Metals and mining rally has staying power
There was a general pullback in industrial metals and mining on Wednesday on the back of a stronger dollar and lingering worries about global growth. But the dip doesn't mean that the upward momentum is now broken.
There hasn't been a lack of skeptics about prospects for the sector and at the start of the year producers themselves may not have expected nickel above $10,000 by mid-year, iron ore building a base above $50 or zinc up by 40% by July.
This chart from Capital Economics shows that industrial metals are now all trading above their 100-day moving averages, an indicator that the rally may be more than a flash in the pan.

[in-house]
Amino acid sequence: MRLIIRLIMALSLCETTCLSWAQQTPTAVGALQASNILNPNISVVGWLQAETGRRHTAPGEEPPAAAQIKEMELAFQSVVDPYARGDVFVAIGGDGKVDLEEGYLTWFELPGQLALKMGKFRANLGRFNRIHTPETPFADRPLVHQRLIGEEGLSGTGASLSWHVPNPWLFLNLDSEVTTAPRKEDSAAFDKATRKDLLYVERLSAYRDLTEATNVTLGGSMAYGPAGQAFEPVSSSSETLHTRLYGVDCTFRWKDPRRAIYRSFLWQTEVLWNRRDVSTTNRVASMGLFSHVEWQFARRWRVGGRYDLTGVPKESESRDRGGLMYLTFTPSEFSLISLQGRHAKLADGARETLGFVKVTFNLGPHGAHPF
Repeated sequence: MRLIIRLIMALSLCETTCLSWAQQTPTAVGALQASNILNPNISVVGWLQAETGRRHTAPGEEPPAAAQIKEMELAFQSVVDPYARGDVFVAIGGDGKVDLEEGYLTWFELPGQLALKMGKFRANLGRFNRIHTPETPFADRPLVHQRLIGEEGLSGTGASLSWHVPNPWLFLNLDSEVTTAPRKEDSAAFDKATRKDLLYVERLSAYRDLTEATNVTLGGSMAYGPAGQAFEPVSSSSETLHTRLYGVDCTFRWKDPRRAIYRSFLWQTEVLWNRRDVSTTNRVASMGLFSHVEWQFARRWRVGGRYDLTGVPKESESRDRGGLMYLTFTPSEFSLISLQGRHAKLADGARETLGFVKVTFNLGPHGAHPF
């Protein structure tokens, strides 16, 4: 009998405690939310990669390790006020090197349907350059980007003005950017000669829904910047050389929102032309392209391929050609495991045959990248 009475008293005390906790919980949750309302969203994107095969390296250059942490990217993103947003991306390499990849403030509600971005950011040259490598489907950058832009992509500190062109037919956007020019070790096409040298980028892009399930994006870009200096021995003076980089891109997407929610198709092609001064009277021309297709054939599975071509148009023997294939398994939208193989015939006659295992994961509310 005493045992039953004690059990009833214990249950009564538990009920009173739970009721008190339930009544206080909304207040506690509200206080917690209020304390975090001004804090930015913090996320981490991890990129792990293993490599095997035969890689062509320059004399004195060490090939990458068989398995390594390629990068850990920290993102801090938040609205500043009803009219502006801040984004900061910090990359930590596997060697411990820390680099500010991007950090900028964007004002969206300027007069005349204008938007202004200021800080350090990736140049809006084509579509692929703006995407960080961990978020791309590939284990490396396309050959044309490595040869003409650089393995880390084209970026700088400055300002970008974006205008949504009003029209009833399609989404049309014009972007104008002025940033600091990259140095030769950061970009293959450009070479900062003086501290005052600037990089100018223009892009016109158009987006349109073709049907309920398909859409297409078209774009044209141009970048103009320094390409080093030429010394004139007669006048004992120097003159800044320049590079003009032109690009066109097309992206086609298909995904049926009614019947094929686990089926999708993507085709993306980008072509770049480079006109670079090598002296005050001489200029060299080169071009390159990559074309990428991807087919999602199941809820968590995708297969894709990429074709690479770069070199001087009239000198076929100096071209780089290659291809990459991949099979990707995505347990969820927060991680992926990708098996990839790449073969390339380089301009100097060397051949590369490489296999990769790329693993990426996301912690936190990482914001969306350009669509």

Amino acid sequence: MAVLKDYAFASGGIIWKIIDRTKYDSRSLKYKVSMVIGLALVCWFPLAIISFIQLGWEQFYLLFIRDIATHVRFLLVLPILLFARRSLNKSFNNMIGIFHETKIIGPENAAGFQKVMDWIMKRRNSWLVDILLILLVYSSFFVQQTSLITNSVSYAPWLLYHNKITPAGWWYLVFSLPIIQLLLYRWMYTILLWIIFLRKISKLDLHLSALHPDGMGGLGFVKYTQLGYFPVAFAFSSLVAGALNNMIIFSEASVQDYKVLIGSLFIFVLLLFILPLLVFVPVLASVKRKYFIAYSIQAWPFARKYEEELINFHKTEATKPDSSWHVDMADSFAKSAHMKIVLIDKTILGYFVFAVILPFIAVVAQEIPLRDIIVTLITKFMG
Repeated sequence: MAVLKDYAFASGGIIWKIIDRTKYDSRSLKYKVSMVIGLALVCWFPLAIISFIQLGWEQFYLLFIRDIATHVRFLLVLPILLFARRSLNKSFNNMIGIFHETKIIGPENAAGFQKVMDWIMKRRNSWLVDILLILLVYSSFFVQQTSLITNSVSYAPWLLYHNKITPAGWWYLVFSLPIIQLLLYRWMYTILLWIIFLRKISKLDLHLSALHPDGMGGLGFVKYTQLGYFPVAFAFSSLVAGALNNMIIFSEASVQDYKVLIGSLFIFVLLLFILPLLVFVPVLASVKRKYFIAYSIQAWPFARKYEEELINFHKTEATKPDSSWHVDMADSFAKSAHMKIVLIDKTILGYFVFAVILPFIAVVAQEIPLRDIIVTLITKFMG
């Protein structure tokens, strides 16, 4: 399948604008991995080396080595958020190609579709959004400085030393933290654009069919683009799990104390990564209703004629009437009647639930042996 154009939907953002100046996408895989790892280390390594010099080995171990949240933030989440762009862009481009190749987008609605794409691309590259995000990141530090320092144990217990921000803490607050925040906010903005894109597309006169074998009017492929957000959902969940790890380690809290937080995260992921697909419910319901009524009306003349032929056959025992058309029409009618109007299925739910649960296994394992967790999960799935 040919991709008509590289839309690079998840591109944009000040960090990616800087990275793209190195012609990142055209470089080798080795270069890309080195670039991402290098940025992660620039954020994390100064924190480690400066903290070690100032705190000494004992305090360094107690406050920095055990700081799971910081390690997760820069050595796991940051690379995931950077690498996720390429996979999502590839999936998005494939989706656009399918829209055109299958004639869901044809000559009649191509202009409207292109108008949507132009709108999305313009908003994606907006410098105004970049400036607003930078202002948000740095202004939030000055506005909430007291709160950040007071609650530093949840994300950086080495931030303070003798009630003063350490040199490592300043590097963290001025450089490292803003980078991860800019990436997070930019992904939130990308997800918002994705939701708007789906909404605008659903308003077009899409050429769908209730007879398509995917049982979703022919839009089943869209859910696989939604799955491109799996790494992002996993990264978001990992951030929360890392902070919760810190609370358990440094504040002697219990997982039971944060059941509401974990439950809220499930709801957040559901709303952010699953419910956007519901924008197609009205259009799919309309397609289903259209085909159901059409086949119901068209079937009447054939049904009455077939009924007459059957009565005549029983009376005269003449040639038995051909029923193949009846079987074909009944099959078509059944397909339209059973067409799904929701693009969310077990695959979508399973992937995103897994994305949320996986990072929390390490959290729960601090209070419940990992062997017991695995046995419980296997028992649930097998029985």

The London-based independent research firm also point to the fact that the complex, with the exception of tin and iron ore, has moved out of backwardation into contango – where futures prices are higher than the spot price – a move lead by sector bellwether copper:
"A combination of improved investor sentiment and supply concerns (notably for nickel and zinc) underpinned the recent strong performance. The metals markets shrugged off some relatively subdued data out of China, perhaps on hopes that this could encourage further policy stimulus."